Maimonides, also known as Rambam, was a Jewish legal codifier, a philosopher, and a physician. He also wrote a commentary on the Mishnah in Arabic. In his introduction to that commentary, Maimonides explains the sequence of the six sedarim (orders) of the Mishnah by finding parallels between the order of the sedarim and several passages from the Torah. Reprinted with permission from Maimonides’ Introduction to His Commentary on the Mishnah, translated and annotated by Fred Rosner, and published by Jason Aronson.
When the author of the Mishnah considered its editing, he saw fit to divide this work into sections and therefore divided it into six sections.
The first section deals with commandments pertaining to the plants of the land such as laws of prohibited mixtures, laws of the Sabbatical year, Orlah (fruit prohibited in the first years of a trees production), heave offerings, tithes, and other laws of agricultural gifts.
The second section deals with the holidays and the festivals their requirements and their varying laws, that which is prohibited, desirable and permitted therein, and those laws and commandments that are properly associated with each of these holidays.
The third section deals with conjugal relations and enumeration of the laws pertaining to relations between men and women such as the Levirate marriage, Halitzah (a surviving brother’s refusal to marry his deceased brother’s wife), the marriage settlement document, betrothals and divorces, and all that is deemed necessary to be stated for each of these subsections.
The fourth section deals with civil and criminal laws, disputes between man and his neighbor, trade, business dealings, partnership in real estate and the like.
The fifth section deals with sacrifices according to their varying laws and multitude of types.
The sixth section deals with the matter of purifications and their opposites.
Each of these sections is called a Seder (order). The first section is called Seder Zera’im (seeds, agriculture), the second Seder Mo’ed (appointed times), the third Seder Nashim (women), the fourth Seder Nezikin (damages), the fifth Seder Kodashim (holy things), and the sixth Seder Tohorot (purities).
[Rabbi Judah the patriarch] began with Seder Zera’im because it deals with laws specifically relating to the plants of the earth, and the plants of the earth represent the sustenance of all living creatures. Since it is not possible for man to survive without consuming food, it would be impossible for him to serve the Lord in any manner. Therefore, he began by speaking of preceptsdealing specifically with produce of the land.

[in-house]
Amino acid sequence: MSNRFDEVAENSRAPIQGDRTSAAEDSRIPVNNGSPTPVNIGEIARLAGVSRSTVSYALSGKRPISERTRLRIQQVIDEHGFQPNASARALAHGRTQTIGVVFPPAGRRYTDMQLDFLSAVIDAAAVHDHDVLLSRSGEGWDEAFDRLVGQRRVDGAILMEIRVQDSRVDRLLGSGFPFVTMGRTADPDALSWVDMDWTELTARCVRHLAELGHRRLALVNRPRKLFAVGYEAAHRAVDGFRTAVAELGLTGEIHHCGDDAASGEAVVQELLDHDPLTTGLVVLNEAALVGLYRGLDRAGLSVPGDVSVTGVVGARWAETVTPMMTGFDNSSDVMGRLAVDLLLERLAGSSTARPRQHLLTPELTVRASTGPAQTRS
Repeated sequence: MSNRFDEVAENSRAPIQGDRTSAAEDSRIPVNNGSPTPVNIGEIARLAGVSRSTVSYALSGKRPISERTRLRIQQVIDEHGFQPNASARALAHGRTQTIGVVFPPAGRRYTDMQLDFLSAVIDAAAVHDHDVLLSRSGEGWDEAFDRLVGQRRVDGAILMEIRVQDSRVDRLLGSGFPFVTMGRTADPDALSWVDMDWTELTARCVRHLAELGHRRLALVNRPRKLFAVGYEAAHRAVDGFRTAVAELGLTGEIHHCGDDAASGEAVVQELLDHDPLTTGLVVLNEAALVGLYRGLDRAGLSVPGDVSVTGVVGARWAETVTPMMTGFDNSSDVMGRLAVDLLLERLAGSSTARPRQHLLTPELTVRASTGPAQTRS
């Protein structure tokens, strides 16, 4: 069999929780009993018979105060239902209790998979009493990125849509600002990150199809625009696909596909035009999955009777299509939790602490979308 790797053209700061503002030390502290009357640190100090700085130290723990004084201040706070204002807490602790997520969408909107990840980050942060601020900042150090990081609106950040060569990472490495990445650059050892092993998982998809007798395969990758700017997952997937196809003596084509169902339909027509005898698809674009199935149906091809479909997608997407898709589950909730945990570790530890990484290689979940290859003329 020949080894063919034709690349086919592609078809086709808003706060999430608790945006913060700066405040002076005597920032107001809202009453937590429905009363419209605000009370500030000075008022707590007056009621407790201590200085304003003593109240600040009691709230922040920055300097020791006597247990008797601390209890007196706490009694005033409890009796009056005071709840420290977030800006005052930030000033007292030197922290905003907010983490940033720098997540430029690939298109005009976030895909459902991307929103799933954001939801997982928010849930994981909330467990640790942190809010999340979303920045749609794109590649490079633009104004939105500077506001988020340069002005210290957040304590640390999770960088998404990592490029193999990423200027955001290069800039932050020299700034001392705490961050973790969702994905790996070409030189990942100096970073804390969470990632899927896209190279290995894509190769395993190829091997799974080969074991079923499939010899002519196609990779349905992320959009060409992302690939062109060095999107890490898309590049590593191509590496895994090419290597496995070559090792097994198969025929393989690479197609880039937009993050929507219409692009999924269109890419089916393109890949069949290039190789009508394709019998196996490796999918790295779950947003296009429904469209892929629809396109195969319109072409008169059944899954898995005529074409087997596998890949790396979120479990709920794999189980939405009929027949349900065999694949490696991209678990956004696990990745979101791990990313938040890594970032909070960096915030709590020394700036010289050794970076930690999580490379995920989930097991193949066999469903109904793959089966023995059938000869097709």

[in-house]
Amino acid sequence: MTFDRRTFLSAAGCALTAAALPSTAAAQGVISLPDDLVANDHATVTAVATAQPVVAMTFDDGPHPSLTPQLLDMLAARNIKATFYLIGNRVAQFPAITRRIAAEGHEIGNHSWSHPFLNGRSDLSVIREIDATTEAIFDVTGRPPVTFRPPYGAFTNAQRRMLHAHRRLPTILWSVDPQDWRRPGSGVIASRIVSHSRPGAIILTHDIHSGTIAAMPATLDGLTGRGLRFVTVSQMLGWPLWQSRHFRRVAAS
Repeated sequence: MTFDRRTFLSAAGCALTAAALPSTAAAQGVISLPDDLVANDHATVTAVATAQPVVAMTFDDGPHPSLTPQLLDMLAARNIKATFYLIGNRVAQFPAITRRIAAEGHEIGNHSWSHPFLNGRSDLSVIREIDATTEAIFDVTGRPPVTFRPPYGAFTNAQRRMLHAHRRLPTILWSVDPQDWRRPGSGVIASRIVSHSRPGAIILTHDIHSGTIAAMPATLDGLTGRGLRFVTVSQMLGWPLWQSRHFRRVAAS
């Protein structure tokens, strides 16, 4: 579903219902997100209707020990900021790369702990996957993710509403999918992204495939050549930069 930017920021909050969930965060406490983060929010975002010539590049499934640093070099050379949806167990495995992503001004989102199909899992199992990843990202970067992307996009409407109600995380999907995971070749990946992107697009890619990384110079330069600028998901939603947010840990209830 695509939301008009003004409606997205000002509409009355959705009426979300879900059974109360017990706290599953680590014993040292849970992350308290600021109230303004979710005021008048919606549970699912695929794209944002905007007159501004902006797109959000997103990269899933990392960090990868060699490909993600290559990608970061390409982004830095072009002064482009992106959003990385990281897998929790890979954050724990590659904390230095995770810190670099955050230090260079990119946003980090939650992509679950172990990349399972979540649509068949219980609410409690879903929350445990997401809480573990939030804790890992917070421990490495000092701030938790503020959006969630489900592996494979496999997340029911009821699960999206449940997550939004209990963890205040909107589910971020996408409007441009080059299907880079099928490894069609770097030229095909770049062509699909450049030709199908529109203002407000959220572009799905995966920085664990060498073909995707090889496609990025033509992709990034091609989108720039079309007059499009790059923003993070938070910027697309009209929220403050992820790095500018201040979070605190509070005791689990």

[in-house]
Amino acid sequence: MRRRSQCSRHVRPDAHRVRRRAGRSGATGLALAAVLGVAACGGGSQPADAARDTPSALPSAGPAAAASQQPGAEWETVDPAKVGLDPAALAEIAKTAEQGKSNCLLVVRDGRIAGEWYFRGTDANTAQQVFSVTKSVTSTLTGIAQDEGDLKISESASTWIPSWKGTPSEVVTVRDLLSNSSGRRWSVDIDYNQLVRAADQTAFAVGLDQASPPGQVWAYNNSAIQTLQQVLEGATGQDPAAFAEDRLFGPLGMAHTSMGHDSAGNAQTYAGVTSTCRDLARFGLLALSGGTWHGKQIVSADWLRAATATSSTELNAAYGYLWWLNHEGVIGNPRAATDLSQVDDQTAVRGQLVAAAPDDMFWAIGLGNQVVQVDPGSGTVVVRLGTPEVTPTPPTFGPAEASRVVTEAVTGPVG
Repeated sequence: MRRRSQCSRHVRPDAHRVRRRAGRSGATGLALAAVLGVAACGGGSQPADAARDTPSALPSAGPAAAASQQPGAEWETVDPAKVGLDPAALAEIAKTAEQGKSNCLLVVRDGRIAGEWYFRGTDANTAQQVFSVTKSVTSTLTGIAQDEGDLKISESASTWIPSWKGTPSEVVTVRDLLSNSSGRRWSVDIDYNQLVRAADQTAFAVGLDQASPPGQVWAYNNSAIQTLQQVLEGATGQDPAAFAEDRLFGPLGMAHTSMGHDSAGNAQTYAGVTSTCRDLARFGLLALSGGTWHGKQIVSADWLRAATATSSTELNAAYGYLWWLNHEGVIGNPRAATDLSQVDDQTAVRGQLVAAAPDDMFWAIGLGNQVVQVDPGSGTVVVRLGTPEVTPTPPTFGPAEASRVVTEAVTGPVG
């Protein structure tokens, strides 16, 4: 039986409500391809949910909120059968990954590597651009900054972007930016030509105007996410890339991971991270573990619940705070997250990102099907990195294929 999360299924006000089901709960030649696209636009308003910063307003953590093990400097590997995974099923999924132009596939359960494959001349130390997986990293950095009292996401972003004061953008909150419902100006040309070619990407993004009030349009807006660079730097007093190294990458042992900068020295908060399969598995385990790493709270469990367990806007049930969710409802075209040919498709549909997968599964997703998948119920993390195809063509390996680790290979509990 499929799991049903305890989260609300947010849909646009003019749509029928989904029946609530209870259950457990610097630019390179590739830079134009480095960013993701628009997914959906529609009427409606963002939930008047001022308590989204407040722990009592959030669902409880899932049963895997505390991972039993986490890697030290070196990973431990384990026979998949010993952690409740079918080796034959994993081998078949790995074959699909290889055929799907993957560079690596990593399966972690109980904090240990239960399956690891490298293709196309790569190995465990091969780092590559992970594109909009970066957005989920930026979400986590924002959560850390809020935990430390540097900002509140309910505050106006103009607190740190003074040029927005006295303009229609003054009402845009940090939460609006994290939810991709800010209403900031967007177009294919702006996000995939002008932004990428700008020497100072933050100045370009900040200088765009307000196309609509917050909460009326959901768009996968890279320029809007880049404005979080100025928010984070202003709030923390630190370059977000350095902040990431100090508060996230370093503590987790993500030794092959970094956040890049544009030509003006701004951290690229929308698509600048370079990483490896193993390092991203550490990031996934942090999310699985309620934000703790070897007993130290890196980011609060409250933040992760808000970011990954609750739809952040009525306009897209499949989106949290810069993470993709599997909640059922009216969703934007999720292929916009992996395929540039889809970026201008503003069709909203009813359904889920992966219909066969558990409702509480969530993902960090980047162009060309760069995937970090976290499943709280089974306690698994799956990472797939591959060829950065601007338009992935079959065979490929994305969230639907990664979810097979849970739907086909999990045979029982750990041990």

Following this, he discusses Seder Mo’ed because this is their sequence in the Torah, as it is stated: Six years shall thou sow thy land and shall gather in the increase thereof; but the seventh year thou shall let it rest and lie fallow (Exodus 23:10-11) and immediately after is stated: Six days shall thou do thy work (Exodus 23:12); and this is followed by: Three festivals shall thou celebrate unto me in the year (Exodus 23:14).
After this he saw fit to have the laws of women precede the laws of damages, in order to follow the Divine approach as in the sequence in Scriptures which states, if a man sells his daughter to be a maid servant (Exodus 21:7), And if men fight and hurt a pregnant woman(Exodus 21:22) and only then does it state; if an ox gores a man (Exodus 21:28). For this reason, he gave Seder Nashim precedence over Seder Nezikin. The Book of Exodus contains these four subjects, that is to say the topics of Seder Zera’m, Seder Mo’ed, Seder Nashim, and Seder Nezikin.
Having described the subject matter of the Book of Exodus, he then moved to the Book of Leviticus, according to their sequence in the Torah. And after Seder Nezikin he established Seder Kodashim and after that Seder Tohorot, because this is their sequence in Scripture. He gave the laws of sacrifices precedence over the laws of defilements and purifcations because purifications are first discussed in the portion of Scripture: And it came to pass on the eighth day (Leviticus 9:1ff, whereas sacrifices are described in the first eight chapters of Leviticus).
Pronounced: MISH-nuh, Origin: Hebrew, code of Jewish law compiled in the first centuries of the Common Era. Together with the Gemara, it makes up the Talmud.